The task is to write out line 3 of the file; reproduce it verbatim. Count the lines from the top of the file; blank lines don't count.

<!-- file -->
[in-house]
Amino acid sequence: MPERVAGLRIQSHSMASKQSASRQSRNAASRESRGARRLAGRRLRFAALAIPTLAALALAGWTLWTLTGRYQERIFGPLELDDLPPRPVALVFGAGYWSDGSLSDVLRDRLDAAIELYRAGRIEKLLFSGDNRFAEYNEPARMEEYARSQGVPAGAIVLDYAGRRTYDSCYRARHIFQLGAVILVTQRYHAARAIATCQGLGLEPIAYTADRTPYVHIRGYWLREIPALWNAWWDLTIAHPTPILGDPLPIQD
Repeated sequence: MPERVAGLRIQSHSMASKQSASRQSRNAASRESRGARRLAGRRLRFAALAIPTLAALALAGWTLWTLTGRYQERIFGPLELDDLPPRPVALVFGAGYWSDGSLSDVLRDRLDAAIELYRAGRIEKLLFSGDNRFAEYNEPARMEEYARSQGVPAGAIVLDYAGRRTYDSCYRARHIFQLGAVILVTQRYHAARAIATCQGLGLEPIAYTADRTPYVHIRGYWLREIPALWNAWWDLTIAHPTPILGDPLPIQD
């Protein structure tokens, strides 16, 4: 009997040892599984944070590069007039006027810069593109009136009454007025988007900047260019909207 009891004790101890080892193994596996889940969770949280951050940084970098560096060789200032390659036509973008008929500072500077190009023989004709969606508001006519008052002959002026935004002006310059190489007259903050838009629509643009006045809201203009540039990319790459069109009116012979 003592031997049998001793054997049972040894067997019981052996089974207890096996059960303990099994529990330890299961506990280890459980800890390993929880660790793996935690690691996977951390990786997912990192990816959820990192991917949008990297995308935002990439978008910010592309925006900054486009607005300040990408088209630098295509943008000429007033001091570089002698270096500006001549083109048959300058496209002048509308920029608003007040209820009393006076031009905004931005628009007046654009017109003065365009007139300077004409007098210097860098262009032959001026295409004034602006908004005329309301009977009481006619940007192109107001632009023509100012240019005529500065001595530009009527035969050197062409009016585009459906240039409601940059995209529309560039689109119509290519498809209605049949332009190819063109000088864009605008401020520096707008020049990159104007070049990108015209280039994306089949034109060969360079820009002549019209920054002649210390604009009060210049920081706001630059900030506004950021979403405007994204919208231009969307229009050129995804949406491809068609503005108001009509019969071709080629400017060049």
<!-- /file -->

Repeated sequence: MPERVAGLRIQSHSMASKQSASRQSRNAASRESRGARRLAGRRLRFAALAIPTLAALALAGWTLWTLTGRYQERIFGPLELDDLPPRPVALVFGAGYWSDGSLSDVLRDRLDAAIELYRAGRIEKLLFSGDNRFAEYNEPARMEEYARSQGVPAGAIVLDYAGRRTYDSCYRARHIFQLGAVILVTQRYHAARAIATCQGLGLEPIAYTADRTPYVHIRGYWLREIPALWNAWWDLTIAHPTPILGDPLPIQD